Monday, October 3, 2011

New agreement to catapult Botswana into global player

The agreement between the Botswana Government and De Beers specifying that the world’s biggest and oldest diamond company is moving its rough diamond sorting and trading division, better known as the Diamond Trading Company (DTC) from London to Gaborone, is one of the most important developments in the diamond industry in many years.

The agreement effective as of January 1, 2011, is the longest sales contract ever concluded between the two partners and is in the words of the Botswana Minister of Mines ”a major step in securing the future of Botswana’s economy”.

Described as a major achievement for not only Botswana, but also Africa, it is to be expected that not everyone will agree, especially those who are asking for and promising assistance to bring about a regime change in Botswana.

It would be no surprise if those same voices will put this agreement down as a calculated ploy by the “imperialists” and “neo-colonialists” to increase their stranglehold on Botswana to carry on stealing and plundering the continent’s natural riches.

It is however not the purpose of this article to try and second guess the most likely response of some firebrands and the uninformed but rather to get some insight in this development that can still have far-reaching consequences in more than one respect.

Strong relationship

Botswana is the world’s leading producer of diamonds. Its relationship with De Beers is strong and goes back many years. Forty-four years to be exact and it is easy to understand why.

Since geologists from De Beers discovered promising diamond deposits in Botswana in 1967 it grew into a major operation where Botswana today accounts for 67% of the total De Beers diamond output, which in turn constitutes 2% of global diamond output.

The decision to move the DTC from its London office to Gaborone by 2013 will bring to an end a 100-year tradition of sending Africa’s diamonds to London for further processing.

The DTC, which stores all De Beers' unpolished diamonds in its London vaults, will move its entire operation to Botswana and with it all De Beers' sales to sight-holders (buyers) which will in future take place in Gaborone instead of London.

In 2010 the value of these sales was $5.08 billion and the DTC made an operating profit of $478 million.

Long-cherished goal

The agreement signed between the Botswana Government and De Beers contains more than just the move of the DTC to Gaborone but is also set to make Botswana a leading seller of rough diamonds. It allows Botswana the right to an independent price and market verification system, overriding De Beers’ prerogative to determine the direction of diamond prices by stockpiling and regulating the sale of the precious stones.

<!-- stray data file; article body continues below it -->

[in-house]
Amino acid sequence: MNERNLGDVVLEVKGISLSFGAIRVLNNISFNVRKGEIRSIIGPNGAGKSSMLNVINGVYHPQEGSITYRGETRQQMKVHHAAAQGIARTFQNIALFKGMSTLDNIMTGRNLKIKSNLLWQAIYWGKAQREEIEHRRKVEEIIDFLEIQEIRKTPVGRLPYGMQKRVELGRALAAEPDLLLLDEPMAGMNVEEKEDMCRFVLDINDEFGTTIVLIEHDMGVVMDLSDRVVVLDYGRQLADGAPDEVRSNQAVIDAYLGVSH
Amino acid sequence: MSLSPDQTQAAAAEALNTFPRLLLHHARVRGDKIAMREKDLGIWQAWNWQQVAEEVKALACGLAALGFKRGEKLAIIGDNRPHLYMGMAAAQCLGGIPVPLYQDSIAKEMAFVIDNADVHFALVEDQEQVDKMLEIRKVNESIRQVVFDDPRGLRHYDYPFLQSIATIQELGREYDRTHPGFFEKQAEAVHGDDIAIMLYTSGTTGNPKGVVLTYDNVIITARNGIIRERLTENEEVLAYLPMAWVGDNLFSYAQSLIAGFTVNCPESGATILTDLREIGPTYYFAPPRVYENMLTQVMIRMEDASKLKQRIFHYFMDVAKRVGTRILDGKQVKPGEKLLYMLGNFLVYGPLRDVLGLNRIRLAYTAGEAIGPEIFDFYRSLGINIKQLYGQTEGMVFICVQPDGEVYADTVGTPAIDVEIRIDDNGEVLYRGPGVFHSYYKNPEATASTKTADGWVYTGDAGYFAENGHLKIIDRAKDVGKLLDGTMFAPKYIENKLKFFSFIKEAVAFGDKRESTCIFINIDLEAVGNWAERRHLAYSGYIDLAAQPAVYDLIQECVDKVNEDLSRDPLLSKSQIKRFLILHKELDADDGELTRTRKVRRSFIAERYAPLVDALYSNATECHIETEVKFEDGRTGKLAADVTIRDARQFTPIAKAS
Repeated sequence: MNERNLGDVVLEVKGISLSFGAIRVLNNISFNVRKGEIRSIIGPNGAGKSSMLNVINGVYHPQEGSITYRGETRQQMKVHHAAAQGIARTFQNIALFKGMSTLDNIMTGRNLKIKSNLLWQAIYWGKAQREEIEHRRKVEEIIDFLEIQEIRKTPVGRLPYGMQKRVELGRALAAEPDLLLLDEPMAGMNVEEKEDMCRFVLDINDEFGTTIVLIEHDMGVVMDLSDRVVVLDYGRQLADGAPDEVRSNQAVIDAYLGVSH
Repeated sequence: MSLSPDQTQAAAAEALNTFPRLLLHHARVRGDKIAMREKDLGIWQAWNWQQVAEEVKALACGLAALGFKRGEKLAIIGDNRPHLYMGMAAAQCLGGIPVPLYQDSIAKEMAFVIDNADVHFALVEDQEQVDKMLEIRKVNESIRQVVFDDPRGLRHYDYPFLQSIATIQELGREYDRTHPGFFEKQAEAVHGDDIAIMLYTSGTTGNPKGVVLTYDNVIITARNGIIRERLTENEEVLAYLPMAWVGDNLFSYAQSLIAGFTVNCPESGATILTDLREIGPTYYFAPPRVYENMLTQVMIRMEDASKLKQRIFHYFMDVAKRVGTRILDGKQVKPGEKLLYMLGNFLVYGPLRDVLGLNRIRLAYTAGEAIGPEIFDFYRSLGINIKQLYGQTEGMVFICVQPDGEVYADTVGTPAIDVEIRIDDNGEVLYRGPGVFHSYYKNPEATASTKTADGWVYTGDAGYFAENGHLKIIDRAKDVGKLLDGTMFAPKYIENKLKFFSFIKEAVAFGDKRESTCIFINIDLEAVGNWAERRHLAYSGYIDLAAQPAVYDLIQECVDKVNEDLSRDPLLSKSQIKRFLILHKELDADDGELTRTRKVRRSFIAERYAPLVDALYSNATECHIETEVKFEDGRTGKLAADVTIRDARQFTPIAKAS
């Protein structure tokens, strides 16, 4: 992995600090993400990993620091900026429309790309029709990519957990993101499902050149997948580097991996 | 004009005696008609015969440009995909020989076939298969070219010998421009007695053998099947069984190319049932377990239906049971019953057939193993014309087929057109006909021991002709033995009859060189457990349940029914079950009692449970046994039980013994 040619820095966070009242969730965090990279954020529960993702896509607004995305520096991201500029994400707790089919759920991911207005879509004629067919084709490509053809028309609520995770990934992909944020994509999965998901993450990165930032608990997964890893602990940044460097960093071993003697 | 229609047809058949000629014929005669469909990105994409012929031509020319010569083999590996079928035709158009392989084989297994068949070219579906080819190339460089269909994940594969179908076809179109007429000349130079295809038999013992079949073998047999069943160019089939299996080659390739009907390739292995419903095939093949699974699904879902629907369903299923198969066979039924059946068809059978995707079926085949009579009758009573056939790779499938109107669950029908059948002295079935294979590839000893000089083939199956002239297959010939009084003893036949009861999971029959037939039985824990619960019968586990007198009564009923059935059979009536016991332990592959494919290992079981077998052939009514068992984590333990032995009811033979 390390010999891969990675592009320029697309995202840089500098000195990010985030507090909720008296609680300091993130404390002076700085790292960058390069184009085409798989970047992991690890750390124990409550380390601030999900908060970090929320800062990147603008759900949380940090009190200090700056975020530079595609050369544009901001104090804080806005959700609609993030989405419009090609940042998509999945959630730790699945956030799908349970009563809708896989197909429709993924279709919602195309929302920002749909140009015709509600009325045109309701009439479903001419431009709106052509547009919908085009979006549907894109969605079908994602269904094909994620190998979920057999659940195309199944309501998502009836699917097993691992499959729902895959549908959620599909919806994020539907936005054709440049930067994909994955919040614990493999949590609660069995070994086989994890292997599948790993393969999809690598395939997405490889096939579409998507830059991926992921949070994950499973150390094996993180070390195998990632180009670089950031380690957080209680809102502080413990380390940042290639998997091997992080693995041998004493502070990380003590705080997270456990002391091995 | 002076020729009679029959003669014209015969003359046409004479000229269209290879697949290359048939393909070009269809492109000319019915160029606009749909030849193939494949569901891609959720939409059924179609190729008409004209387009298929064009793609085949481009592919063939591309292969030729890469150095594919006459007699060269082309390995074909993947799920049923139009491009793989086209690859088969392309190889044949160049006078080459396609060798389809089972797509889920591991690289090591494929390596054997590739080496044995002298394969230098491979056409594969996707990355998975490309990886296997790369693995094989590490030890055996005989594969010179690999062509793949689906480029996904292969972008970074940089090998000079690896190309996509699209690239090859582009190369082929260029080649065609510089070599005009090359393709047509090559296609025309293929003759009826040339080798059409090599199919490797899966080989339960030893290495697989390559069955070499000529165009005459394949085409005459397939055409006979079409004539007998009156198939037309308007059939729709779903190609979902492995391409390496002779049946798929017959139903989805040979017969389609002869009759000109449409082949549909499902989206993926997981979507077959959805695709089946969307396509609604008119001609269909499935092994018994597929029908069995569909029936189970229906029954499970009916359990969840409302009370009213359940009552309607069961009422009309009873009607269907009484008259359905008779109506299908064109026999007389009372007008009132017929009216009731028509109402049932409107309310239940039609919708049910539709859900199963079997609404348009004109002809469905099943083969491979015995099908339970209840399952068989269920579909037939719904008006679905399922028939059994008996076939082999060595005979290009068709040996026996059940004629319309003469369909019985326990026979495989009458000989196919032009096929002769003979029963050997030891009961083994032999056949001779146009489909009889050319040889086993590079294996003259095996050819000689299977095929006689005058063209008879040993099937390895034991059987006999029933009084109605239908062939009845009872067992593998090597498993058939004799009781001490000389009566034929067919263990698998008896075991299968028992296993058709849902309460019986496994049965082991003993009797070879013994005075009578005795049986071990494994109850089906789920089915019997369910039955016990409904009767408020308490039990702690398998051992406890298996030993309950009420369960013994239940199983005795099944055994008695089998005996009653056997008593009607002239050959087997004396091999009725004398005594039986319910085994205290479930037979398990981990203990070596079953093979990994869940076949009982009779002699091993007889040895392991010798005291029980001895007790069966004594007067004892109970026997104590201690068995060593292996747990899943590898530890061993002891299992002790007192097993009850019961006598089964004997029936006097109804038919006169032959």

For Botswana this is the culmination of a long-cherished goal.

Not satisfied with only remaining a producer of high-quality diamonds but eager to become a recognised global player in the lucrative diamond industry, the Botswana Minister of Mines said that the agreement and its consequences will enable Botswana to achieve its long-held aspirations to become a major diamond centre engaged in all aspects of the business and transform Gaborone into the Antwerp of Africa.

The agreement allows Debswana, the local diamond mining company in Botswana owned by De Beers and the Botswana Government in equal partnership, to increase its current 10% ownership of the annual Botswana diamond output to 15% over five years.

Under the agreement, diamonds produced by Debswana will be aggregated in Gaborone with those from De Beers’ other mines in South Africa, Namibia and Canada to be sold at regular auctions in Gaborone by DTC Botswana to De Beers’ clients.

Botswana expects the agreement to result in the value of its diamond trading topping $ 6 billion.

Socio-economic improvement

The Botswana Government’s vision is for the move from London to Gaborone to stimulate downstream activities and the establishment of a production chain from mining the most precious stones through the cutting and polishing process to the final most exquisite jewellery products.

For this purpose the groundwork has already been done with the development of the impressive Diamond Technology Park in Gaborone which, in response to the agreement, embarked on an expansion drive to accommodate the expected rising demand for office space.

The Botswana Government expressed confidence that growing unemployment can be restricted by new jobs that will be created and the revenue released will allow government to develop the socio-economic situation in Botswana and help to empower the country’s citizens.

Vitally important

The success of this arrangement with De Beers is vital for Botswana’s future. The country remains highly dependent on diamond mining with about 80% of export earnings, 40% of government revenue, and approximately one-third of gross domestic product (GDP) coming from diamonds. Botswana’s diamond mineswill not last for ever and developing related industries is important to ensure that Botswana has a lasting diamond industry to supply an alternative revenue stream in the long run.

Botswana has been working towards this agreement for a long time and now that it has been signed after long and extensive negotiations, it is up to the relevant Botswana authorities to prove that it is capable of competing globally in a highly competitive and closely guarded industry.

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